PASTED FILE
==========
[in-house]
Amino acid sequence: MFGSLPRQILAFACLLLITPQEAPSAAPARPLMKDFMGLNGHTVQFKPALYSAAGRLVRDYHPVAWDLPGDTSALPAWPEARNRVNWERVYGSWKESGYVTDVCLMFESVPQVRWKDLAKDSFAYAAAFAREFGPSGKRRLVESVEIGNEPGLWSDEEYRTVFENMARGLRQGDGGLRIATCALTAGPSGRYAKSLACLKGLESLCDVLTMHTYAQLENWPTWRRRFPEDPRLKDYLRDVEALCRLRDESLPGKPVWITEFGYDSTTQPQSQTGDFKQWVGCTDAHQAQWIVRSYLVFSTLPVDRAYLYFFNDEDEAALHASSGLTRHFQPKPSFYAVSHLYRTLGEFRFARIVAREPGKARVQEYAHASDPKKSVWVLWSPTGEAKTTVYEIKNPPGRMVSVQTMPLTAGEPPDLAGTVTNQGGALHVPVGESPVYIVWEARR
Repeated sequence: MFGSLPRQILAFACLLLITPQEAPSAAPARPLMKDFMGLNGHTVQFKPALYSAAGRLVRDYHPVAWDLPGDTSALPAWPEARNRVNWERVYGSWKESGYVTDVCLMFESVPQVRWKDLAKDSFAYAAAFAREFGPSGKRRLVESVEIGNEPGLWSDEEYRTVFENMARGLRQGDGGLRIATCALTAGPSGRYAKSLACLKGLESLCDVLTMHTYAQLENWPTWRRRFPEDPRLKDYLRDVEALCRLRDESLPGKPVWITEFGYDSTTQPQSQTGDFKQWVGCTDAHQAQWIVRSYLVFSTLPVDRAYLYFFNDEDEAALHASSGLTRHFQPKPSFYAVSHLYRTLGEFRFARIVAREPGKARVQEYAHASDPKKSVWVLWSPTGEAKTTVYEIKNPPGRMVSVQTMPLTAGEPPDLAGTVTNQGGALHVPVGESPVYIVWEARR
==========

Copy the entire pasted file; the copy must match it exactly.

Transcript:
[in-house]
Amino acid sequence: MFGSLPRQILAFACLLLITPQEAPSAAPARPLMKDFMGLNGHTVQFKPALYSAAGRLVRDYHPVAWDLPGDTSALPAWPEARNRVNWERVYGSWKESGYVTDVCLMFESVPQVRWKDLAKDSFAYAAAFAREFGPSGKRRLVESVEIGNEPGLWSDEEYRTVFENMARGLRQGDGGLRIATCALTAGPSGRYAKSLACLKGLESLCDVLTMHTYAQLENWPTWRRRFPEDPRLKDYLRDVEALCRLRDESLPGKPVWITEFGYDSTTQPQSQTGDFKQWVGCTDAHQAQWIVRSYLVFSTLPVDRAYLYFFNDEDEAALHASSGLTRHFQPKPSFYAVSHLYRTLGEFRFARIVAREPGKARVQEYAHASDPKKSVWVLWSPTGEAKTTVYEIKNPPGRMVSVQTMPLTAGEPPDLAGTVTNQGGALHVPVGESPVYIVWEARR
Repeated sequence: MFGSLPRQILAFACLLLITPQEAPSAAPARPLMKDFMGLNGHTVQFKPALYSAAGRLVRDYHPVAWDLPGDTSALPAWPEARNRVNWERVYGSWKESGYVTDVCLMFESVPQVRWKDLAKDSFAYAAAFAREFGPSGKRRLVESVEIGNEPGLWSDEEYRTVFENMARGLRQGDGGLRIATCALTAGPSGRYAKSLACLKGLESLCDVLTMHTYAQLENWPTWRRRFPEDPRLKDYLRDVEALCRLRDESLPGKPVWITEFGYDSTTQPQSQTGDFKQWVGCTDAHQAQWIVRSYLVFSTLPVDRAYLYFFNDEDEAALHASSGLTRHFQPKPSFYAVSHLYRTLGEFRFARIVAREPGKARVQEYAHASDPKKSVWVLWSPTGEAKTTVYEIKNPPGRMVSVQTMPLTAGEPPDLAGTVTNQGGALHVPVGESPVYIVWEARR